Dead trees a growing worry
NEIGHBOURS whose properties back on to Commissioner’s Gully, off Garrick and Thomas Sts, share a fear for the gully’s health after discovering trees near a stormwater drain have died.
Jean Willis has lived next door to Commissioner’s Gully for more than 50 years and watched the flora grow up into a lush green canopy shading a little oasis.
She first noticed dead limbs dropping in her yard several months ago, before realising a cluster of trees had died off for no apparent reason.
After contacting property owner Marcus Schmidt, it was soon discovered this section of Commissioner’s Gully was not the responsibility of Gympie Regional Council.
She and husband Steve wondered why Marcus should have to foot the bill when waterways on farms and properties were normally owned by the government. They felt it wasn’t fair, and contacted Gympie Regional Council and Landcare for help, but have had no response.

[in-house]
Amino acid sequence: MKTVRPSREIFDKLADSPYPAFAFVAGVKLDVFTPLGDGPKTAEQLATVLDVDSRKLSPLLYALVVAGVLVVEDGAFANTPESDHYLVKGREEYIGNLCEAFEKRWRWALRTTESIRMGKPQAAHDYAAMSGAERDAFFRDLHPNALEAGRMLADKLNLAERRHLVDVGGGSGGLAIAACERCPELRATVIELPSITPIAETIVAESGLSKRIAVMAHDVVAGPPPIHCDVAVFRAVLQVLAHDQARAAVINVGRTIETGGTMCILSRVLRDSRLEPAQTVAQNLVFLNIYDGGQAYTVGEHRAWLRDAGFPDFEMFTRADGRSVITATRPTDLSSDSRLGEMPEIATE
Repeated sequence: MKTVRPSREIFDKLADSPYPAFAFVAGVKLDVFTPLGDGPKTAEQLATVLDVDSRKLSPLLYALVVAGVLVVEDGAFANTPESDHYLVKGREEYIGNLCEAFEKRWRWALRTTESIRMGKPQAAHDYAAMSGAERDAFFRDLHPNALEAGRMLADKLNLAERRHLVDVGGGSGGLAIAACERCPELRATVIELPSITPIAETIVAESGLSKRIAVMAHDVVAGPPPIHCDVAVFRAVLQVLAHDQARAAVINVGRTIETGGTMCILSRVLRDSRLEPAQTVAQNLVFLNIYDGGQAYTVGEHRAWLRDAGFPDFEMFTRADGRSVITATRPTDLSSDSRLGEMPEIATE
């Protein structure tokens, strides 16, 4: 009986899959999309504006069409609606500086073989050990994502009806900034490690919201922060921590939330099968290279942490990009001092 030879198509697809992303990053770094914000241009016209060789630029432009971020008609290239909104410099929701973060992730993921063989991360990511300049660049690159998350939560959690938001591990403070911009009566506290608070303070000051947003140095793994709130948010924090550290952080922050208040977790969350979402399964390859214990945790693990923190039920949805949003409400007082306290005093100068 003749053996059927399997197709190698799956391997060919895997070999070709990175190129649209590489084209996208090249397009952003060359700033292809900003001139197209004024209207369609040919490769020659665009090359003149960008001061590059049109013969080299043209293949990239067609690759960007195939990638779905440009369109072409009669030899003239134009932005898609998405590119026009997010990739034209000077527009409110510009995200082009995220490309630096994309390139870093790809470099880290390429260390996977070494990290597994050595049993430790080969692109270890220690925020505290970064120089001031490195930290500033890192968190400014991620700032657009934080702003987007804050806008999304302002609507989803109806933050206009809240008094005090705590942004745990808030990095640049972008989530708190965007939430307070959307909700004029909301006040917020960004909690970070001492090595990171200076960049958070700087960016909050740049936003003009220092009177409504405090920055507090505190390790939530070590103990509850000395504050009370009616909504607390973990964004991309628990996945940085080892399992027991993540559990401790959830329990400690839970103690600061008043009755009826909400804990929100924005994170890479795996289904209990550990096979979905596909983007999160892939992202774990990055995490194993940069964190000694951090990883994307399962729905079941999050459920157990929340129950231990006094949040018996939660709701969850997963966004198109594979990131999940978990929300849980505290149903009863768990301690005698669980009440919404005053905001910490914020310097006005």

Mr Schmidt located a stormwater drain among the dead trees and took a soil sample, however, he has been unable to get any results due to the substantial testing fee.
“This was beautiful, lush, rainforest-type land one year ago,” he said. “It was a thick canopy and now it’s so bare. There’s a difference in growth just around the drain.”
Steve Willis said some of the dead trees were camphor laurels, which were normally very hard to kill. “I reckon someone’s dumped poison in the stormwater drain,” he said.
The drain runs from Mulcahy Tce down to Commissioner’s Gully where the outlet was kept clean by Mr and Mrs Willis for 30 years until health restricted them recently.
Landcare and Mary River Catchment Co-ordinating Committee staff plan to look at the site and see if they can work out what’s going on and if it needs to be discussed with the council.